5 Steps to Conducting Successful Parent-Teacher Conferences

How can we conduct productive parent-teacher conferences?

5 Steps to Conducting Successful Parent-Teacher Conferences

Parent-teacher conferences are held both for discussing students’ academic progress, and for  building and strengthening parent-teacher partnership to achieve academic goals. Here are 5 steps that teachers can follow to execute smooth and productive parent-teacher conferences:

Keep Parents Posted: Ideally, teachers and parents should communicate before the scheduled conference date. Parents must be informed of any issues that need to be discussed – this way, the conference serves as a brainstorming session for finding solutions to improve student performance in class.

Present Evidence: Teachers can create portfolios for each student recording behaviors, class participation, academic progress, achievements, and areas that need development. At conferences, these portfolios can help parents gain a clear and complete picture about their child’s academic progress.

Be Purposeful: Sometimes, the discussion may move away from the student or fixate on a particular point. Teachers can try to avoid this roadblock by forming an agenda for the conference, clearly listing the points that need to be discussed. A copy of the agenda can be shared with parents either before or during the conference and it can help teachers direct parents’ attention back to the necessary points.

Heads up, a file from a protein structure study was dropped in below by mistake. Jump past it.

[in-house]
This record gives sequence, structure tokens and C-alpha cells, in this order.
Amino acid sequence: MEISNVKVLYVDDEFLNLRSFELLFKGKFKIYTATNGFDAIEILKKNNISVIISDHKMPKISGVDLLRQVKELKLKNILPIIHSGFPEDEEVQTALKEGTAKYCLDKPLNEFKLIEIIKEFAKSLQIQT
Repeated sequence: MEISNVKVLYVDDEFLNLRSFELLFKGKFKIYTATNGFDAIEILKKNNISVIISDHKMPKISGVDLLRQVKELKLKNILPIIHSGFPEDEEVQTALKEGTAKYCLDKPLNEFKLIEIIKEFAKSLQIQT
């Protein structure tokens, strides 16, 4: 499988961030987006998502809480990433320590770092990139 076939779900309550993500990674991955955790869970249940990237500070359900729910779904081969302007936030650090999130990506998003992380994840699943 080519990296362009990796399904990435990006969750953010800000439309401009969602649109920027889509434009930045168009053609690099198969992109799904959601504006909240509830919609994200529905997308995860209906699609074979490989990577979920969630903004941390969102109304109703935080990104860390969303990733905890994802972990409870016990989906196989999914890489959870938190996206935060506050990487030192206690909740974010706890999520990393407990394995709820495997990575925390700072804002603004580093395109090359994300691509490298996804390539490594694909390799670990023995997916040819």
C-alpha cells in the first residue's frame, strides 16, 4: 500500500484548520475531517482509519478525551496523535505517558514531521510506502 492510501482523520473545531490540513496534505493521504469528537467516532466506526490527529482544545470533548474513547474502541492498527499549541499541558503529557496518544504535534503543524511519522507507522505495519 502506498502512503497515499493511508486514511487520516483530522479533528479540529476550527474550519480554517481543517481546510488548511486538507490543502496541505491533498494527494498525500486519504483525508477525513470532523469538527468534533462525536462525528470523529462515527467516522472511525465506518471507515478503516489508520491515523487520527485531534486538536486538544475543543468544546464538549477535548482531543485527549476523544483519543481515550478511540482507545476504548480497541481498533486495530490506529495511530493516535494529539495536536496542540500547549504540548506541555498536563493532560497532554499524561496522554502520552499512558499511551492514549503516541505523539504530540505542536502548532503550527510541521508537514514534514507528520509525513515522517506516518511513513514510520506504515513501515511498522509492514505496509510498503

When scheduling conference timing, teachers can also plan additional time for miscellaneous topics, or for parents to ask questions or voice concerns. If needed, teachers can schedule an additional meeting to discuss these issues.

Be Positive: Remember to start and end the conference on a positive note. Highlight achievements and progress before discussing the areas that require improvements. Teachers can collaborate with parents and find suitable solutions to help the students with their problems. End the meeting on a positive note, as this can give parents hope and motivate them to help their child.

Do’s and Don’ts:

  • Avoid talking about other teachers. If parents have concerns about another teacher, suggest that the parents discuss them with that teacher or staff member.
  • If teachers are faced with sensitive topics, or if they know parents might react negatively, request that an additional staff or guidance counselor attend the meeting.
  • Practice good communication and listening skills such as being attentive, allowing parents to talk without interruptions and maintaining appropriate eye contact.
  • If parents do not speak the same language as the teacher, request a translator so that the meeting can still be held productively.

These steps can help teachers conduct conferences that are both successful and productive for improving student learning.


Like this article for teachers?

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